The alternative material candidates were classified as two different types. First, seamless candidates which had approximately the same electromagnetic signature and weight as the incumbent coins. These candidates would provide for a modest cost savings to the Mint. Second, non-seamless candidates with a different electromagnetic signature and/or weight than the incumbent coin. These would provide a larger cost savings to the Mint, but may result in significant conversion costs for the private sector to upgrade coin processing equipment.
The United States Mint's report to Congress indicates that the Mint must perform additional work before it has sufficient information to recommend possible new metallic materials or other changes to coin production. The report specifies that the Mint needs to: "(1) conduct production scale tests with multiple lots of proposed coin materials to verify the potential supply chains and the results from the preliminary tests described in the CTC study, and (2) further research estimated stakeholder costs associated with a change in electromagnetic signature."
While this was the overall recommendation of the Mint, the report from CTC offered some specific recommendations for consideration by the United States Mint, which included the following:
- Maintain coin dimensions (thickness and diameter) for all future coins regardless of materials of composition since the conversion coins for coin processing equipment would be too large to justify any changes.
- Maintain the current materials of construction for the cent. After accounting for metal and production cost, copper plated steel one-cent coins would offer no cost savings compared to the current composition of copper-plated zinc. Aluminum alloys were fond to jam or destroy coin acceptance or coin handing equipment, removing this composition from consideration.
- Further develop copper based alloys for the composition of the nickel. Although these alloys would not bring costs to parity with face value, they would produce material cost savings. The alloys considered have a yellow cast color or golden hue color. The US Mint would achieve an annual cost savings of up to $16.7 million based on March 2012 metals pricing and 2011 production rates. There would be conversion costs for private sector coin acceptance equipment ranging from an estimated $11.3 million to $56.4 million depending on the alloy selected.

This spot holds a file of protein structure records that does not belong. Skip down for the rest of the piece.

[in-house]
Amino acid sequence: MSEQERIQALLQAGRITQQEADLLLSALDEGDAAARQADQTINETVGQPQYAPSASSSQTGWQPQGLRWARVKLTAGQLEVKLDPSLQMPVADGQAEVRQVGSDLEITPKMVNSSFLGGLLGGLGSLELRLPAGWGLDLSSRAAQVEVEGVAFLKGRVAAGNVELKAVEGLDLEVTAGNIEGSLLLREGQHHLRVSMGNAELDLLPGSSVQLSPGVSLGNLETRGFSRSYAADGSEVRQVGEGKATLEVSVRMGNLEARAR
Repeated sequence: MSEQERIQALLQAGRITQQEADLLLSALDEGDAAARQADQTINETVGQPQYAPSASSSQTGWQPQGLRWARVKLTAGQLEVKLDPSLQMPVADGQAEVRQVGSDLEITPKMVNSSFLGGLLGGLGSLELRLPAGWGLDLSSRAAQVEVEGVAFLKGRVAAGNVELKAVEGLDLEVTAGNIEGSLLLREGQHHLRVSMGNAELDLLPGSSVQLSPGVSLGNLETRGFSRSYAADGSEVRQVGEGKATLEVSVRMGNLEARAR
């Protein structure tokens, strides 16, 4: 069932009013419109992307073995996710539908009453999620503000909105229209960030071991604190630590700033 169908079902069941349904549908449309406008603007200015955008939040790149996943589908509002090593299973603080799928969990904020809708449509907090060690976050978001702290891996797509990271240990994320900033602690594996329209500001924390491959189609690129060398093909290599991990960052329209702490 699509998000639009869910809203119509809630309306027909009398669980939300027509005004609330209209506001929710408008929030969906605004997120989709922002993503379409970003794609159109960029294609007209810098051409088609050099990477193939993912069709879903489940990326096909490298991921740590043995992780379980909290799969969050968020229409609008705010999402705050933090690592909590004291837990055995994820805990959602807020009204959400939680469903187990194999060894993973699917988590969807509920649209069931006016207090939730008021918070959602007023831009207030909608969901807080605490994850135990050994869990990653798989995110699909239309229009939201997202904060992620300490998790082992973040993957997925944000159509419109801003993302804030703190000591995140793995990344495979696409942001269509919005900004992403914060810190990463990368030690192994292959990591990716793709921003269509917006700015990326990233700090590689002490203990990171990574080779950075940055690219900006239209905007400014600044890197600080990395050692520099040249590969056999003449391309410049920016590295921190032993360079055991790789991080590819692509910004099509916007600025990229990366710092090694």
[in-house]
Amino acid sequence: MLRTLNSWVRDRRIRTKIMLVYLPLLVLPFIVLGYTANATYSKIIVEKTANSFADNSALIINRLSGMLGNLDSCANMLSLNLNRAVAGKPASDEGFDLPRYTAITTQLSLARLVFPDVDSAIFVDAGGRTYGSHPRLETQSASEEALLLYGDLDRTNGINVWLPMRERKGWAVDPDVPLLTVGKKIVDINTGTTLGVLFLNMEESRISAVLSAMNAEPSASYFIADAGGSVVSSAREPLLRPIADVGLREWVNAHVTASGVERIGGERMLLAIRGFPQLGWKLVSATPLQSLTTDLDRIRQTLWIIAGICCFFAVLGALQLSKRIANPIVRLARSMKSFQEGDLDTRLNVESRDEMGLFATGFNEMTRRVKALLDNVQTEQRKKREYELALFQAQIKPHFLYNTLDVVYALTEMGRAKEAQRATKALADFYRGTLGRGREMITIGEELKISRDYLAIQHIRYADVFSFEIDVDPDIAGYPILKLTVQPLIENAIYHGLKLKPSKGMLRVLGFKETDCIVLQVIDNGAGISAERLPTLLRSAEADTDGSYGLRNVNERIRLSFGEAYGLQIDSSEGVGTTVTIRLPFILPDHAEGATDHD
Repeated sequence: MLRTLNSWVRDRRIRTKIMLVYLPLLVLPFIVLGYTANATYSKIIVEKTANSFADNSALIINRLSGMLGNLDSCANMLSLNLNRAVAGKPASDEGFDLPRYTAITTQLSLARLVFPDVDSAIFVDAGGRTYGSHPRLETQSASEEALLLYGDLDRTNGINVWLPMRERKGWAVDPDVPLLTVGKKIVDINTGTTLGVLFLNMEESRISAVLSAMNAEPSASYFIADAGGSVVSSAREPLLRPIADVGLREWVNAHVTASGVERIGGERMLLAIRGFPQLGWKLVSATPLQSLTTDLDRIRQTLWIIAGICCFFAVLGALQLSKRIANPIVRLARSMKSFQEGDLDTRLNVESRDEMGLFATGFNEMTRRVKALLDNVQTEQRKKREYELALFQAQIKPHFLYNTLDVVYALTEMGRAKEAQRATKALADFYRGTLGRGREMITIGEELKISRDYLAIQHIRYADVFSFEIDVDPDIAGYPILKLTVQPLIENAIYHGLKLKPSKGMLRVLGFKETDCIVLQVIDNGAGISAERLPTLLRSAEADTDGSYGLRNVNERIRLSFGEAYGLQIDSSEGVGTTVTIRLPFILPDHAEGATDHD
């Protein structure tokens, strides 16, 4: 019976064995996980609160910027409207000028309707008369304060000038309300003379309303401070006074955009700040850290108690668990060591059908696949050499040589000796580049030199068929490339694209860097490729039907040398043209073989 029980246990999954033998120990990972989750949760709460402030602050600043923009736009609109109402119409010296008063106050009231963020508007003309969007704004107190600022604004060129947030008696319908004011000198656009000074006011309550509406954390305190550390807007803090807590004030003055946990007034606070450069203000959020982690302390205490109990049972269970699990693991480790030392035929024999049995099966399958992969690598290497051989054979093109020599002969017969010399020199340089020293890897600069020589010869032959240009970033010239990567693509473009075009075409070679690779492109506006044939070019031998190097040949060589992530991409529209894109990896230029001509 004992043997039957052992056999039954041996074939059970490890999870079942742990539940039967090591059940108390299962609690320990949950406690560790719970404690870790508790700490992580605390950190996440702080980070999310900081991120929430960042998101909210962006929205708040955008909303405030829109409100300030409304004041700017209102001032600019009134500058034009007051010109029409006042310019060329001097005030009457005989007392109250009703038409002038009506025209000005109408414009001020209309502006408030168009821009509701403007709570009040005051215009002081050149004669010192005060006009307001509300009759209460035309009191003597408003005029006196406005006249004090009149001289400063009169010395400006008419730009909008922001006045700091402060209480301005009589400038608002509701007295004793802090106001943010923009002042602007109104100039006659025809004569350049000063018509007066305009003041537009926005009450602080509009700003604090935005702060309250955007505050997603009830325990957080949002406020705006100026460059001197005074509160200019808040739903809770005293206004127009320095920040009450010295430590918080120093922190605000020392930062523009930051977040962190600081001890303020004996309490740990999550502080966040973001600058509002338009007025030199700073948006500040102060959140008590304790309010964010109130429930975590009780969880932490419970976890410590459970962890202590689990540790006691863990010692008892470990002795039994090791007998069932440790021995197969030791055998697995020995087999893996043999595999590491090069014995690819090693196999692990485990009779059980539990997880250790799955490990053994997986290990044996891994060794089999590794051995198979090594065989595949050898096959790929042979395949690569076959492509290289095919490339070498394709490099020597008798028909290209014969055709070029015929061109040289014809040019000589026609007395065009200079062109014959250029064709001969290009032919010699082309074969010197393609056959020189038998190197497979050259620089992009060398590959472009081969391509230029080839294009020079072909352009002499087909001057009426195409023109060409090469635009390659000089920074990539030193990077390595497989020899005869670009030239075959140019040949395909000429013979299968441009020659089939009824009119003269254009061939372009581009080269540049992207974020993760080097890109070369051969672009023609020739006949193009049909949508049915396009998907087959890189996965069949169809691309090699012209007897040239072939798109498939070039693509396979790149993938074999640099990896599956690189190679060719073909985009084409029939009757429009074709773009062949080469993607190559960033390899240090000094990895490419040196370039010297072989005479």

- Consider copper based alloys for use in the dime, quarter dollar, and half dollar coins. The US Mint would achieve an annual cost savings of approximately $2.2 million annually for the quarter dollar and $3.9 million annually for the dime based on March 2012 metal pricing and 2011 production rates. There would be conversion costs for private sector coin acceptance equipment estimated at $9.20 million for the quarter and $6.92 million for the dime. It was noted that one of the copper alloys had a slight yellow cast, which might cause confusion between the quarter and $1 coin.
- Maintain the current composition for the $1 coin, as none of the alternative material costs showed an improvement in cost.
- Continue long range research of surface engineering of zinc or steel for one-cent coin as a useful technology to reduce costs associated with copper plating. The report mentions the example of inexpensive paints or colored particles on bare zinc covered with a wear resistant coating.
- Continue research and development on stainless steel as a potential alternative for lower denomination coins. Also continue development of stainless steel alloys clad to copper alloy for higher denomination coinage to mimic the current electromagnetic signature of the dime, quarter, and half dollar.
The complete reports provided by the United States Mint and CTC can be accessed here.